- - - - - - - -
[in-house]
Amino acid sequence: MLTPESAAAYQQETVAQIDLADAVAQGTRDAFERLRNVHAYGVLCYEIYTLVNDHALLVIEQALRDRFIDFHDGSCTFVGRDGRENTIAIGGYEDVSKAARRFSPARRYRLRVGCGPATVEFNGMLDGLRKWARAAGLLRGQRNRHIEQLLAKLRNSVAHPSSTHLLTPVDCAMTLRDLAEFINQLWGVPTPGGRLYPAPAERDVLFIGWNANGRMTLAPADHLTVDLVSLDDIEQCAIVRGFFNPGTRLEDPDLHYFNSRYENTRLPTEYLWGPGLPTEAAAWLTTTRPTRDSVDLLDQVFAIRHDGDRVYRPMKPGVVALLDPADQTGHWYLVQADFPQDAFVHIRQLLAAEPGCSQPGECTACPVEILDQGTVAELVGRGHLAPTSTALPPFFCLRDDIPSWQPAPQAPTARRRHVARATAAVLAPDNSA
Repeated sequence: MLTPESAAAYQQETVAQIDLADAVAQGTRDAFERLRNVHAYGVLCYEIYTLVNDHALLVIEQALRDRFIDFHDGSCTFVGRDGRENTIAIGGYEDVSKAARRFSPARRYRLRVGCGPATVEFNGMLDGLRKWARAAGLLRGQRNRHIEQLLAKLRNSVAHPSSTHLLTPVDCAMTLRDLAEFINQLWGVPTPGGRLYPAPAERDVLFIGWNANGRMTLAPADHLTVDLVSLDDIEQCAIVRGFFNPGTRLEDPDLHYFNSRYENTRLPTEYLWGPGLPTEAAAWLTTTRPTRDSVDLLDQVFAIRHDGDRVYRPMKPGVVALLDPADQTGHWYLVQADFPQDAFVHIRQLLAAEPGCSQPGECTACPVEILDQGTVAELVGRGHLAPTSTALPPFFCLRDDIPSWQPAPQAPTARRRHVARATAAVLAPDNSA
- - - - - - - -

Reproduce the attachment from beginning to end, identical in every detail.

[in-house]
Amino acid sequence: MLTPESAAAYQQETVAQIDLADAVAQGTRDAFERLRNVHAYGVLCYEIYTLVNDHALLVIEQALRDRFIDFHDGSCTFVGRDGRENTIAIGGYEDVSKAARRFSPARRYRLRVGCGPATVEFNGMLDGLRKWARAAGLLRGQRNRHIEQLLAKLRNSVAHPSSTHLLTPVDCAMTLRDLAEFINQLWGVPTPGGRLYPAPAERDVLFIGWNANGRMTLAPADHLTVDLVSLDDIEQCAIVRGFFNPGTRLEDPDLHYFNSRYENTRLPTEYLWGPGLPTEAAAWLTTTRPTRDSVDLLDQVFAIRHDGDRVYRPMKPGVVALLDPADQTGHWYLVQADFPQDAFVHIRQLLAAEPGCSQPGECTACPVEILDQGTVAELVGRGHLAPTSTALPPFFCLRDDIPSWQPAPQAPTARRRHVARATAAVLAPDNSA
Repeated sequence: MLTPESAAAYQQETVAQIDLADAVAQGTRDAFERLRNVHAYGVLCYEIYTLVNDHALLVIEQALRDRFIDFHDGSCTFVGRDGRENTIAIGGYEDVSKAARRFSPARRYRLRVGCGPATVEFNGMLDGLRKWARAAGLLRGQRNRHIEQLLAKLRNSVAHPSSTHLLTPVDCAMTLRDLAEFINQLWGVPTPGGRLYPAPAERDVLFIGWNANGRMTLAPADHLTVDLVSLDDIEQCAIVRGFFNPGTRLEDPDLHYFNSRYENTRLPTEYLWGPGLPTEAAAWLTTTRPTRDSVDLLDQVFAIRHDGDRVYRPMKPGVVALLDPADQTGHWYLVQADFPQDAFVHIRQLLAAEPGCSQPGECTACPVEILDQGTVAELVGRGHLAPTSTALPPFFCLRDDIPSWQPAPQAPTARRRHVARATAAVLAPDNSA